Navigation service consists of different radio communication aids, which help aircraft to navigate in the air and assist during landing.
For navigating in the air, aircraft in flights need to know accurate information regarding their position and the fixed points to head for. Wherever good navigation networks are available, flight crews can navigate in the required direction without continuous assistance of air traffic controllers.
The information required for navigating can be provisionally divided into two parts: direction and distance from a known point. Among others, this information is transmitted to aircraft from the ground-based network of navigation aids, which, in case of Estonia, consists of direction beacons: VORs – VHF Omnidirectional Range, NDB - Non-Directional Radio Beacons and DMEs – Distance Measuring Equipment). NDBs and VORs are gradually becoming “things of the past” - they are still used at aerodromes only.
The airborne equipment receives information from several navigation aids simultaneously and, based on it, determines the aircraft position in the air.
The following aids are used as navigation beacons on airways:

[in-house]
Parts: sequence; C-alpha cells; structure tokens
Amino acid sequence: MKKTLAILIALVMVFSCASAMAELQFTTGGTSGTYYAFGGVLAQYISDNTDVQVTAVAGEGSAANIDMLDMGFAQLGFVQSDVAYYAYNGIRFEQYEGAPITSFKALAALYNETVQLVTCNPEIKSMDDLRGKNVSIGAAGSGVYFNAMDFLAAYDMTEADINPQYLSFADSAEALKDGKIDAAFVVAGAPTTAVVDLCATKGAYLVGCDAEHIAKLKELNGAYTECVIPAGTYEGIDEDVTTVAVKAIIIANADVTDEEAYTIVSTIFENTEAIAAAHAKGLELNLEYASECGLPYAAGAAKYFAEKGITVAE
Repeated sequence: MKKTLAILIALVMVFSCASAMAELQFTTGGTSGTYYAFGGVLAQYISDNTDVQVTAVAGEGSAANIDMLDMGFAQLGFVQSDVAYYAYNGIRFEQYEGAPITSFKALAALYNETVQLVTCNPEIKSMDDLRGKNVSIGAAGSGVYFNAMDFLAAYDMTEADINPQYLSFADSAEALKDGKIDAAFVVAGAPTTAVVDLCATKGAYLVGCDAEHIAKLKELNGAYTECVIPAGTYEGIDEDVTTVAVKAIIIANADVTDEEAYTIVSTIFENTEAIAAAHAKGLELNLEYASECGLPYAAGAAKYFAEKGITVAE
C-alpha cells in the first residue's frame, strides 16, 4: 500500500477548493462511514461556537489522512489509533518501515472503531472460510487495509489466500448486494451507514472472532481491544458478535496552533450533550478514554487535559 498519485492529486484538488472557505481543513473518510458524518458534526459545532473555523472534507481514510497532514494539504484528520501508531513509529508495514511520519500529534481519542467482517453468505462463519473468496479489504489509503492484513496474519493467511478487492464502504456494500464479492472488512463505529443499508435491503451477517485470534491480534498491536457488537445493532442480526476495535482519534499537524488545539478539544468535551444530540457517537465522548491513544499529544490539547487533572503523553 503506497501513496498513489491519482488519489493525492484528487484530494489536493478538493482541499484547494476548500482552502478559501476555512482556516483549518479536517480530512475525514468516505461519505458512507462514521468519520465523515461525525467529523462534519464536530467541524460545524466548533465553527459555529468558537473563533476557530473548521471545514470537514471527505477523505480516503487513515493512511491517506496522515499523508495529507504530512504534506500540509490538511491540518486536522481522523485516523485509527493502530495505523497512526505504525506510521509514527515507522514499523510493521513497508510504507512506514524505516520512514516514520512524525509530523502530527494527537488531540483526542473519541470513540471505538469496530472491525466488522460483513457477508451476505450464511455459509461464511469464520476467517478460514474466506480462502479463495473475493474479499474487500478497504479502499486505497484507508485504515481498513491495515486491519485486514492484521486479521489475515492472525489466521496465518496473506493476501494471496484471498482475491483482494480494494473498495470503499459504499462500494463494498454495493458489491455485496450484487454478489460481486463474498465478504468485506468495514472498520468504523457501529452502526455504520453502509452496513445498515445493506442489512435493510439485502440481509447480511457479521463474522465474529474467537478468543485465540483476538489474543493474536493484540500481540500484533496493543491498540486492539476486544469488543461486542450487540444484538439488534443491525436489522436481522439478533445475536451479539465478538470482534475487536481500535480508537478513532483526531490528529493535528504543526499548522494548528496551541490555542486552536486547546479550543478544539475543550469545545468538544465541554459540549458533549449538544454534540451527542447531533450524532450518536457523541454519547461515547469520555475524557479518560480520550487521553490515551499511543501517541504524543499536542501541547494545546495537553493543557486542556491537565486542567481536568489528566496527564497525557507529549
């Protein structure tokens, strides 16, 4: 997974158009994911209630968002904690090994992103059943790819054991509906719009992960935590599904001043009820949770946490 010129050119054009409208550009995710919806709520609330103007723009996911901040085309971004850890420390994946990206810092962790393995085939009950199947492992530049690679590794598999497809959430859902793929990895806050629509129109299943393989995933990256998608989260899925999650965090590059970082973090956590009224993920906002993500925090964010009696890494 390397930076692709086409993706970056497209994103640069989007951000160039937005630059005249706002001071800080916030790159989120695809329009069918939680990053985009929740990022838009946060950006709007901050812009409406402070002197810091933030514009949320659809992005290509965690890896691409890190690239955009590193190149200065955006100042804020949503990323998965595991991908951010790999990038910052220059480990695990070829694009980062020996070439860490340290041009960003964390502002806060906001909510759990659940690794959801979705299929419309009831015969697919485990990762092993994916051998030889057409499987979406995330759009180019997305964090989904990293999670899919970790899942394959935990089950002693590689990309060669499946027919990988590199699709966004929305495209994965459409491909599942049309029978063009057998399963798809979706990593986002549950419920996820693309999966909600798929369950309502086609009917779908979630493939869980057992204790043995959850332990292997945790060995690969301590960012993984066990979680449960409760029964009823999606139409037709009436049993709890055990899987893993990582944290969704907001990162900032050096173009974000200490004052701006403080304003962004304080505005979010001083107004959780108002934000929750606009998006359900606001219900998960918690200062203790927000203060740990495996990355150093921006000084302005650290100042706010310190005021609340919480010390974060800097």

- VOR – VHF (Very High Frequency) Omnidirectional Range - provides aircraft with information regarding direction, i.e. radial to a radio beacon;
- DME - Distance Measurement Equipment - is an aid enabling to measure the distance between the aircraft and the radio beacon;
- NDB - Non-Directional Radio Beacon continuously transmits RF signals enabling aircraft to determine their position;
Air traffic controllers can also use a direction-finder situated in the vicinity of the airport:
- DF - Direction Finder - provides air traffic controllers with the direction to the aircraft in their airspace, i.e. its azimuth from the radio receiver at a certain time moment. It works only on designated frequencies;
Instrument Landing System is used at major airports during landing. This system assists pilots during landing and nowadays thanks to the system it is possible to land even in poor weather conditions. ILS - Instrument Landing System. Usually it consists of three parts;
- LOC – Localizer - continuation of the runway centreline in the air;
- GS - Glide Slope/Glide path - provides approach/descent slope;
- DME - Distance Measurement Equipment - provides aircraft with distance from a beacon
Markers are situated at fixed points to determine position along an established route to the runway centreline. The indications transmitted by them are in voice (tones with different frequencies) and in light (to aircraft onboard indicator). Nowadays it is not very widely used. Instead of markers DMEs are used, because DME provides aircraft with more information and it is more precise;
GNSS (Global Navigation Satellite System) elements are used more and more - presently the most used satellite based navigation systems are GPS and Galileo. GNSS procedures are based on such systems like ABAS (Aircraft-Based Augmentation System), SBAS (Satellite-Based Augmentation System – WAAS, EGNOS), GBAS (Ground-Based Augmentation System).